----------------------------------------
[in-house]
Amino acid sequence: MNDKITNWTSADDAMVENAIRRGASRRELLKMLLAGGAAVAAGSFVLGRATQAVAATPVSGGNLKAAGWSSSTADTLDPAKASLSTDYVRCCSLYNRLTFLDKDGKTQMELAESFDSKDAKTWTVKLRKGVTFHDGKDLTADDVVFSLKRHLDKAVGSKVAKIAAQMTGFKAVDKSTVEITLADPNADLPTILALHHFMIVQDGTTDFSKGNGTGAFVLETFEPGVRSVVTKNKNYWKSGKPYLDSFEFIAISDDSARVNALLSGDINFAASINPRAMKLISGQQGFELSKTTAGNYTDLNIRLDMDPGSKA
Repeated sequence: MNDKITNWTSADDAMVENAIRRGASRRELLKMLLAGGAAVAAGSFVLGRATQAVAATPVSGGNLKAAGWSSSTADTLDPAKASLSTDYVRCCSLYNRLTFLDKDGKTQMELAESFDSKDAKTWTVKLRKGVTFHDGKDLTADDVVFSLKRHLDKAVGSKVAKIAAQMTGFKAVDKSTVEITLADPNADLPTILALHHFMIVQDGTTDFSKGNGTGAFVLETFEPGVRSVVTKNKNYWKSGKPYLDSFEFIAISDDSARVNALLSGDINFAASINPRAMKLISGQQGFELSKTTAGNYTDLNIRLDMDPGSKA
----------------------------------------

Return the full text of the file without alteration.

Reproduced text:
[in-house]
Amino acid sequence: MNDKITNWTSADDAMVENAIRRGASRRELLKMLLAGGAAVAAGSFVLGRATQAVAATPVSGGNLKAAGWSSSTADTLDPAKASLSTDYVRCCSLYNRLTFLDKDGKTQMELAESFDSKDAKTWTVKLRKGVTFHDGKDLTADDVVFSLKRHLDKAVGSKVAKIAAQMTGFKAVDKSTVEITLADPNADLPTILALHHFMIVQDGTTDFSKGNGTGAFVLETFEPGVRSVVTKNKNYWKSGKPYLDSFEFIAISDDSARVNALLSGDINFAASINPRAMKLISGQQGFELSKTTAGNYTDLNIRLDMDPGSKA
Repeated sequence: MNDKITNWTSADDAMVENAIRRGASRRELLKMLLAGGAAVAAGSFVLGRATQAVAATPVSGGNLKAAGWSSSTADTLDPAKASLSTDYVRCCSLYNRLTFLDKDGKTQMELAESFDSKDAKTWTVKLRKGVTFHDGKDLTADDVVFSLKRHLDKAVGSKVAKIAAQMTGFKAVDKSTVEITLADPNADLPTILALHHFMIVQDGTTDFSKGNGTGAFVLETFEPGVRSVVTKNKNYWKSGKPYLDSFEFIAISDDSARVNALLSGDINFAASINPRAMKLISGQQGFELSKTTAGNYTDLNIRLDMDPGSKA